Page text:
Sandoval is very upset that everyone thinks the name is uninspired. “Our last names are uninspired?” he asks. Um, yes. Naming a bar after yourselves is less inspired than a frat brother without Adderall during reading days. They are literally names given to you that you had no choice in. You gave zero thought in naming the bar after yourselves.
My problem with this whole fight is how mewling and non-confrontational Schwartz is. Sandoval gets upset at Katie for saying it was uninspired when Schwartz is the one who said it and thought it but won’t put his neck out there to say it. He gets Katie to play bad cop because he can’t be bothered to do anything other than feed his belly button lint to a new pet lizard he will kill in three months. Just have the guts to tell Sandy his name sucks.
We see this again later at the group dinner when Russell, Lala’s man, keeps joking about how they wouldn’t let him invest. He then asks Schwartz what the concept of the bar is, and Schwartz says, “It’s complicated.” Dude, it’s not the Fibonacci sequence, assembling an Ikea shelf, or the debt ceiling. It’s a bar. “We serve drinks, and here is kind of what it looks like.” If you can’t explain your bar in 10 words or less, it’s doomed to failure. Randall keeps riding Schwartz about how bad he would be in a meeting and how Sandoval must be the real decision-maker, and Lala asks Katie, “Should I tell him to back off?” And Katie is like, “No, he’s gotta learn.” Thankfully there is finally someone who will shove Schwartz’s nose in his pile of passivity when he shits it on the rug.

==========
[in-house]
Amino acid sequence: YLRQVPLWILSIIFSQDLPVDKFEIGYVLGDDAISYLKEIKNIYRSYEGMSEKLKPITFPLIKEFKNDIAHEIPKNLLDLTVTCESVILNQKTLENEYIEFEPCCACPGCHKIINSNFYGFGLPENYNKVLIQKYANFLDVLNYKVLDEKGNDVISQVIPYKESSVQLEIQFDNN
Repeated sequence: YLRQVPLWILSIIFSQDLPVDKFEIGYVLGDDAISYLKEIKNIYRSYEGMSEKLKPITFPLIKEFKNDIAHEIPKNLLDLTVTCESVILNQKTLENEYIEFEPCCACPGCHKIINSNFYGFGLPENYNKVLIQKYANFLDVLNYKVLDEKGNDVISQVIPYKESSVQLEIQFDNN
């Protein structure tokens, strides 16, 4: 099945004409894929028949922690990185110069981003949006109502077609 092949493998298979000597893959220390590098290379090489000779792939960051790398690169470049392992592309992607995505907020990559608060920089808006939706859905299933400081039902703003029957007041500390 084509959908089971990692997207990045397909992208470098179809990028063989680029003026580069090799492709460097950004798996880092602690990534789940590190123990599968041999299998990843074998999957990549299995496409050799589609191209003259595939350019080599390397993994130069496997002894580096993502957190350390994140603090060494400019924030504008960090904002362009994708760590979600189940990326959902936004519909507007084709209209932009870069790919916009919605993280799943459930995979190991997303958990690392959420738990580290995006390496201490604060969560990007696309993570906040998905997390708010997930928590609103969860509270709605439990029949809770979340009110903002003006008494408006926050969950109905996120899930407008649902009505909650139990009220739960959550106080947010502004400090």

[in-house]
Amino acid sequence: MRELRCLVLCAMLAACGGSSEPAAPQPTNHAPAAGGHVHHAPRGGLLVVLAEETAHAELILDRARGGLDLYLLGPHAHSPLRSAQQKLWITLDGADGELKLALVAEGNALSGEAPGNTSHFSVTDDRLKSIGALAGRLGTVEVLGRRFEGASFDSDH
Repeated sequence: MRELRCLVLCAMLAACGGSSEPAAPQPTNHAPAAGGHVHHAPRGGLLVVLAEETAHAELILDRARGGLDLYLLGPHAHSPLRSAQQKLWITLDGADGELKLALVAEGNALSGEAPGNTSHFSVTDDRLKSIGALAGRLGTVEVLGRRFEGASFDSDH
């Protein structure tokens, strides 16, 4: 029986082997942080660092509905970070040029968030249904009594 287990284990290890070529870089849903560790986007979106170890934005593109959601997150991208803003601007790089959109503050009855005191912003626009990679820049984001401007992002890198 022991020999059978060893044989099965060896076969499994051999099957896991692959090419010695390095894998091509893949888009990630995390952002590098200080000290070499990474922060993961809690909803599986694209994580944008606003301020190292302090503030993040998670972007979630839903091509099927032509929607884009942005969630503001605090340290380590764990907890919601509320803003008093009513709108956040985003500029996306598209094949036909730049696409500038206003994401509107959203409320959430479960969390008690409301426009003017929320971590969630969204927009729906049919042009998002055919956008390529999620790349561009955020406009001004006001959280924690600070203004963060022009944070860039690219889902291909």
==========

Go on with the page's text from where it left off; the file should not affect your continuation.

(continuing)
I will say, though, that there was something weird about seeing Randall with this group of kids, particularly sitting next to Ariana and Charli. It just makes him look so much older. At least when Jax was around, there was someone else his age to balance him out. Now it’s like he’s a single adult man having tea at the American Girl Doll Store. It’s sort of like what Sandoval was saying about Brock’s thighs. They’re so big that no matter how big his junk is, it’s going to look small. Everyone around Randall is so young and coiffed that his stubble in a bathrobe look amongst this crew makes him look like everyone’s favorite Steve Buscemi GIF.